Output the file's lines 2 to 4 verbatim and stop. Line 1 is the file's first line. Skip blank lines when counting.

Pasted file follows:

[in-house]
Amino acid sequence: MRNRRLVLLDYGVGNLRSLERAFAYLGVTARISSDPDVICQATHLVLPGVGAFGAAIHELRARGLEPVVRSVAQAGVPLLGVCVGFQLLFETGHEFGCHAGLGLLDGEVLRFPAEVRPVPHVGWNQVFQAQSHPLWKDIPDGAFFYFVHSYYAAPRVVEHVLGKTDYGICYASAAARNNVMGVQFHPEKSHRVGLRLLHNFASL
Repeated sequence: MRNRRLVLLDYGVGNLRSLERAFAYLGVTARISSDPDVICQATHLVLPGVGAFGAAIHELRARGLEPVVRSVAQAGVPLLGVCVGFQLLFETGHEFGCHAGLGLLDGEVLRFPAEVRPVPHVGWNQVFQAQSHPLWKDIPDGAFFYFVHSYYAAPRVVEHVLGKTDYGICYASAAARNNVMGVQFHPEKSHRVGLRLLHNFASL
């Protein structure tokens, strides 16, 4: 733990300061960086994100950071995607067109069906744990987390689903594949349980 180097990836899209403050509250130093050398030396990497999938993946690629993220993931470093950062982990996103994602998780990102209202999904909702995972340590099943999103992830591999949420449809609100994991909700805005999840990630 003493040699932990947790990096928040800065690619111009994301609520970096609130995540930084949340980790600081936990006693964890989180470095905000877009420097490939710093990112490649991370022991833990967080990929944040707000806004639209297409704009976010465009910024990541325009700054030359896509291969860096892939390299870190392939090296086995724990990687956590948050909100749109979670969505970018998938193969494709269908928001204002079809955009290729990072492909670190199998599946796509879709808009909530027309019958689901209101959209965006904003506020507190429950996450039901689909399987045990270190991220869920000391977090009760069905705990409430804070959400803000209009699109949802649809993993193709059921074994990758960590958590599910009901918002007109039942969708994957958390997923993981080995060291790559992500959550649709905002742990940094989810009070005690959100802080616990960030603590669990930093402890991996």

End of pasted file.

Amino acid sequence: MRNRRLVLLDYGVGNLRSLERAFAYLGVTARISSDPDVICQATHLVLPGVGAFGAAIHELRARGLEPVVRSVAQAGVPLLGVCVGFQLLFETGHEFGCHAGLGLLDGEVLRFPAEVRPVPHVGWNQVFQAQSHPLWKDIPDGAFFYFVHSYYAAPRVVEHVLGKTDYGICYASAAARNNVMGVQFHPEKSHRVGLRLLHNFASL
Repeated sequence: MRNRRLVLLDYGVGNLRSLERAFAYLGVTARISSDPDVICQATHLVLPGVGAFGAAIHELRARGLEPVVRSVAQAGVPLLGVCVGFQLLFETGHEFGCHAGLGLLDGEVLRFPAEVRPVPHVGWNQVFQAQSHPLWKDIPDGAFFYFVHSYYAAPRVVEHVLGKTDYGICYASAAARNNVMGVQFHPEKSHRVGLRLLHNFASL
């Protein structure tokens, strides 16, 4: 733990300061960086994100950071995607067109069906744990987390689903594949349980 180097990836899209403050509250130093050398030396990497999938993946690629993220993931470093950062982990996103994602998780990102209202999904909702995972340590099943999103992830591999949420449809609100994991909700805005999840990630 003493040699932990947790990096928040800065690619111009994301609520970096609130995540930084949340980790600081936990006693964890989180470095905000877009420097490939710093990112490649991370022991833990967080990929944040707000806004639209297409704009976010465009910024990541325009700054030359896509291969860096892939390299870190392939090296086995724990990687956590948050909100749109979670969505970018998938193969494709269908928001204002079809955009290729990072492909670190199998599946796509879709808009909530027309019958689901209101959209965006904003506020507190429950996450039901689909399987045990270190991220869920000391977090009760069905705990409430804070959400803000209009699109949802649809993993193709059921074994990758960590958590599910009901918002007109039942969708994957958390997923993981080995060291790559992500959550649709905002742990940094989810009070005690959100802080616990960030603590669990930093402890991996």